Closed networks, chat apps and trust: The end of social newsgathering?
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Closed networks, chat apps and trust: The end of social newsgathering?

A panel of experts discussed how the growth of private social networks may affect journalists ability to source stories online at the International Journalism Festival in Perugia

Social media has fundamentally changed how journalists and news organisations find stories and reach their audience. Imagery shared on Twitter, Instagram and YouTube, to name a few, now form the core of many stories and news events. Journalists provide the all-important context, but eyewitnesses are crucial.

The number of private social networks and chat apps, however, have grown enormously in recent years. WhatsApp now has more than 1 billion monthly active users, and last week rolled out end-to-end encryption. Telegram has become Daesh’s chat app of choice, using its encryption services and cloak of anonymity to communicate and distribute propaganda.

Could they spell the end for social newsgathering?

“It’s important to remember closed networks have been a key part of the internet ecosystem since it has existed,” said An Xiao Mina, a product director at software non-profit Meedan, speaking at this year’s International Journalism Festival in Perugia.

“And the emergence of [new] private closed networks are just part of this trend.”

WhatsApp, WeChat, Kakao Talk, WongWong, Facebook groups, Slack, Google groups, Snapchat, Line, Viber, Signal, Telegram, kik, iMessage and others are just part of this re-emergence, she said, and each is “popular in different countries and contexts for very different reasons”.

While conducting research for a project in China, for example, Mina was introduced to a WeChat group “where 500 people were trading ideas about products and issues”.

“This was not discoverable by any other means,” she said, “I literally needed someone to tell me the group existed but then to invite me into that group, to bring me into the circle of trust.”

This is in contrast to the open networks like Twitter, Instagram and, to a lesser degree, Facebook. Content and contacts on the now ‘traditional’ social media are easily searchable, making them ripe for the picking when it comes to sourcing stories.

But finding information on private social networks means developing sources in a more traditional manner.

“These are skills journalists have always had,” said Mina, “about relationship building, about trust and cultivating sources.”

The BBC World Service’s mobile editor, Trushar Barot, has spent recent years experimenting with and investigating the use of chat apps and private networks in news and encouraging their use among BBC journalists.

A BBC reporter in Brazil who covers crime and social issues organised all his sources and contacts into different broadcast groups on WhatsApp, Barot said, for different issues and areas of expertise.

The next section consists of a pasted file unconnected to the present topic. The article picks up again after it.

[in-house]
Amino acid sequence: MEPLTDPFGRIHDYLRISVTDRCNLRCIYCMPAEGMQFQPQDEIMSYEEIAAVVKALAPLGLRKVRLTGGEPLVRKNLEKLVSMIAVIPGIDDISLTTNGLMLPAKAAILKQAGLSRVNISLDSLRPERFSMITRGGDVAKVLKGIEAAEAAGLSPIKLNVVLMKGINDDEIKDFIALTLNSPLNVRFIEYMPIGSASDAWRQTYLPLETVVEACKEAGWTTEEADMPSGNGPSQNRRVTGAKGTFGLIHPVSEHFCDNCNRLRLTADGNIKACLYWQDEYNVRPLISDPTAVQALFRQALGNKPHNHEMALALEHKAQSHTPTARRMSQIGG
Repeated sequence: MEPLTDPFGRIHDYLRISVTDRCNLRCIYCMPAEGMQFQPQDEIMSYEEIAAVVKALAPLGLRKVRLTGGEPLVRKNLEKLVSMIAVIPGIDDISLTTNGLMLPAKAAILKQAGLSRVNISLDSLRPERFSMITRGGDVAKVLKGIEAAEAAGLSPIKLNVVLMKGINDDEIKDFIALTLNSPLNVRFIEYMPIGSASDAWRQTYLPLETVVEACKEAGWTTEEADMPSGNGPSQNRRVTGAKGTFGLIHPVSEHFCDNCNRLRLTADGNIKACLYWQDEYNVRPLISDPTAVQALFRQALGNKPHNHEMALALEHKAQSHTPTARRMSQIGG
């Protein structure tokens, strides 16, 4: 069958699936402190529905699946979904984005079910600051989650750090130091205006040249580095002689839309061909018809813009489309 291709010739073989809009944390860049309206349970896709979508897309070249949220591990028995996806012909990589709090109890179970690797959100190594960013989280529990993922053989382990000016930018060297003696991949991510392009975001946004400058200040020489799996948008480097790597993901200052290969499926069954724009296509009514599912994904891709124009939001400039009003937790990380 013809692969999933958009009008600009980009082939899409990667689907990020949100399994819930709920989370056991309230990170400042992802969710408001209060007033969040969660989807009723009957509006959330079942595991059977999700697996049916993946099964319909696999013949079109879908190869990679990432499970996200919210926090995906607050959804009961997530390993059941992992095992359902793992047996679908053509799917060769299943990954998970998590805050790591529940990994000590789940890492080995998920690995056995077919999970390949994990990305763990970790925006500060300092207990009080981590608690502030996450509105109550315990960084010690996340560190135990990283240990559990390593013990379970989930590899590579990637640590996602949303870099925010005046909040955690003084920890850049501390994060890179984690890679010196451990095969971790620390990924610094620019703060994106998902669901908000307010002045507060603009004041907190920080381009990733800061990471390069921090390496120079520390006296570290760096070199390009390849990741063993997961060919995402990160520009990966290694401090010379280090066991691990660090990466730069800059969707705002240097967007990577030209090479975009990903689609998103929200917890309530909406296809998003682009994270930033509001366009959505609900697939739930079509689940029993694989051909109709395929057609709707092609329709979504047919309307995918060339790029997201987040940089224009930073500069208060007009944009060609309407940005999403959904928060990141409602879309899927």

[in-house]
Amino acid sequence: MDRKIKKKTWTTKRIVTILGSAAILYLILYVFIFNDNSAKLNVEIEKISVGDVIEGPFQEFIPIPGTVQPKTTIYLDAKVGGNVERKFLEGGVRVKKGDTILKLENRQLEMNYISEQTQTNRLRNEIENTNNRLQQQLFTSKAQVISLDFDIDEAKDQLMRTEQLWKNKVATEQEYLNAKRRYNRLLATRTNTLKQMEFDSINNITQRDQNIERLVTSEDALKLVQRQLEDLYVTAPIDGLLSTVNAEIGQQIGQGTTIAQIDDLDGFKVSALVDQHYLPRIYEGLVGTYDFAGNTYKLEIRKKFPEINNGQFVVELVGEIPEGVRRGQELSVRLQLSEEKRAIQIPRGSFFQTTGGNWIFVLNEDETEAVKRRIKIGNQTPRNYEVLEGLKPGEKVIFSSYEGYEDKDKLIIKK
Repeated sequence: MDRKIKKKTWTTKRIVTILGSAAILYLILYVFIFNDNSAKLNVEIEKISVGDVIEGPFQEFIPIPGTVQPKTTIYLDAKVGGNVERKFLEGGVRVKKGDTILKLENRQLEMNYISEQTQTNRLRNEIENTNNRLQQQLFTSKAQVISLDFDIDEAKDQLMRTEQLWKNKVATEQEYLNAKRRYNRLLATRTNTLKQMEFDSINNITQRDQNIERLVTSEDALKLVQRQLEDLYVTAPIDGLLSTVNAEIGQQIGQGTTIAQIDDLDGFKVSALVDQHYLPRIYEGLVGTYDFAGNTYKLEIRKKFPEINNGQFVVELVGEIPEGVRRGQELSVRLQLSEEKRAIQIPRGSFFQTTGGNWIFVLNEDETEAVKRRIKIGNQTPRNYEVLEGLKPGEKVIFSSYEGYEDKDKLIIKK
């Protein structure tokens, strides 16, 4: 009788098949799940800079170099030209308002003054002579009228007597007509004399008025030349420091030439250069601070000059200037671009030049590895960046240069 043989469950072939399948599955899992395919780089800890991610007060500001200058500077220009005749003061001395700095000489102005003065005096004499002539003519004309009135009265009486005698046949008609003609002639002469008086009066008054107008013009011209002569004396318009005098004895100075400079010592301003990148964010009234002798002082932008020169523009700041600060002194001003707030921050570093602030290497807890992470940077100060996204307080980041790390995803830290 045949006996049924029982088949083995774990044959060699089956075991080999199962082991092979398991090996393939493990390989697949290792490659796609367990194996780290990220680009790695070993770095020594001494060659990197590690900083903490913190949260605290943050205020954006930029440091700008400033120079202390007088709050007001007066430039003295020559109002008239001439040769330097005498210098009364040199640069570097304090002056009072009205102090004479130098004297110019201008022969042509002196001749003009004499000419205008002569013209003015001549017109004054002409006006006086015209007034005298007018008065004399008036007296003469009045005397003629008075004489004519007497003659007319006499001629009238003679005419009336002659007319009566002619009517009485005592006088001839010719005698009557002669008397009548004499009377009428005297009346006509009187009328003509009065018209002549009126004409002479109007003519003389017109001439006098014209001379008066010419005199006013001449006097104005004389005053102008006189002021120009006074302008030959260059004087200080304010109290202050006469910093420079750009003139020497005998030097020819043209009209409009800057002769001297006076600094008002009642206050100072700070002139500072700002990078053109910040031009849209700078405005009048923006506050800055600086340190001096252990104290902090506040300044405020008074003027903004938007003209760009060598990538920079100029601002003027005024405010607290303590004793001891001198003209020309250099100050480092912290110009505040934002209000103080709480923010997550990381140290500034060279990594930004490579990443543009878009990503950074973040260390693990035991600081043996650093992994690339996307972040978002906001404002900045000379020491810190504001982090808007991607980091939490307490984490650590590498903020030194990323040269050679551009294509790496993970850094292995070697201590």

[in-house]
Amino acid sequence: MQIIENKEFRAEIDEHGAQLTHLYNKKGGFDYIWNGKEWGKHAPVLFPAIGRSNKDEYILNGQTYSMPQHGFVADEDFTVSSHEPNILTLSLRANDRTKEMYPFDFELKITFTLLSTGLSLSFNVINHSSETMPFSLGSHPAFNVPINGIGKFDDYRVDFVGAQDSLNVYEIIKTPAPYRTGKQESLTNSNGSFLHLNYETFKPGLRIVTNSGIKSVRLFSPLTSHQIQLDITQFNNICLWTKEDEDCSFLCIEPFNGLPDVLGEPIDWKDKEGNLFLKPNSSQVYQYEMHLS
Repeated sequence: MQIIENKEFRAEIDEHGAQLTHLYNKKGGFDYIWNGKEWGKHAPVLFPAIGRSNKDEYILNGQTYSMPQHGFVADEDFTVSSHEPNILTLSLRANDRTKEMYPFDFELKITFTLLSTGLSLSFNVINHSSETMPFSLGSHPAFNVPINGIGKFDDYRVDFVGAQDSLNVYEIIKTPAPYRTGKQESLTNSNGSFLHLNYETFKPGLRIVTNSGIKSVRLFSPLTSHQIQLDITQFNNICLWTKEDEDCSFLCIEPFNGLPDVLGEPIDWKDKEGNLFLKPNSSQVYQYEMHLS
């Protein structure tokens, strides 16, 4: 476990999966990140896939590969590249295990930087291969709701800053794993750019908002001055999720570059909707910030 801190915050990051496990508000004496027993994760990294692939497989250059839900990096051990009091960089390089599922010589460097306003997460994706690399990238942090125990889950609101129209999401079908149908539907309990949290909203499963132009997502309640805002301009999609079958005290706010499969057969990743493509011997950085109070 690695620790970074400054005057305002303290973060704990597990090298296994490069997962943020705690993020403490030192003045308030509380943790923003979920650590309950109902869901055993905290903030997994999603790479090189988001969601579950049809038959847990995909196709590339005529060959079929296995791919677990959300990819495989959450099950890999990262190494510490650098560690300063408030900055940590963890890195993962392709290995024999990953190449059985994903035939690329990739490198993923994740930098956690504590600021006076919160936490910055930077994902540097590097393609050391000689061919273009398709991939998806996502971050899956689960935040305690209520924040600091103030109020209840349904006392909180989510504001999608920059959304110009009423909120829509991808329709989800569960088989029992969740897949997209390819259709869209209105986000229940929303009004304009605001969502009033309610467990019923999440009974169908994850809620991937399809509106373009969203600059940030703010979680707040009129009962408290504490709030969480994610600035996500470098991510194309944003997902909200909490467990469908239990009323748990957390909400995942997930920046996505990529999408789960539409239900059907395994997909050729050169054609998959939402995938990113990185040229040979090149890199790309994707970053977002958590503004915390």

He shares his stories and relevant information to his contacts through the broadcast groups, but also asks for help and information when he needs it for forthcoming articles.

“That’s a really good, strategic, influential way of reaching the people,” he said.

“The trend toward journalists being their own brand is part of this,” said Mina. “People are more likely to trust a person and interact with them than a faceless brand.”

At Storyful, journalists have established relationships with groups and individuals in some countries where newsworthy CCTV footage is often leaked soon after events. Speaking to First Draft in February, Storyful’s global news editor David Clinch said his teams had identified people “in particular places where WhatsApp is very useful as a newsgathering tool who act as the nodes”.

This video of a Palestinian women attacking a security guard with a knife is believed to have first circulated on WhatsApp, according to Storyful’s David Clinch

“Traditional journalism has always had the concept of a fixer,” said Mina. “When you are writing in a new context and location you work with a fixer who understands that context, they might be  journalist or researcher themselves, and theoretically we can apply this to the digital context. That there are digital fixers embedded in digital communities who can introduce you to the local culture.”

“Something we have to consider on all platforms, but that is particularly notable on closed networks, is the intended audience that they were sharing it for,” said Mandy Jenkins, Storyful’s head of news.

When covering the explosion in Tianjin in 2015, some of the pictures and videos Storyful journalists found on Weibo had originated through conversations on WeChat. Good verification means always finding the copyright holder, but most of the sources didn’t want their name associated with the images, she said.

“People were not necessarily intending to make this a broadcast effort. They’re sending it to a group of friends or colleagues then it gets bigger and gets passed along.”

The amplification a news organisation can give to an individual who shares something on open social networks is still a thorny ethical issue for some news organisations, and is a feature of the recently released ONA Social Newsgathering Ethics Code.

In private networks, the majority of individuals intend the information they share and their association with it to be private and off the record, said Jenkins. Breaking that assumption in the digital sphere can have the same effect on sources as it would in the real world.

“As journalists, when we’re thinking of navigating these communities, we have to think about trust and cultivating those sources,” said Mina. “And having people believe we are going to be good stewards of the content and conversations that they are having.”

Watch the whole discussion in the video below.

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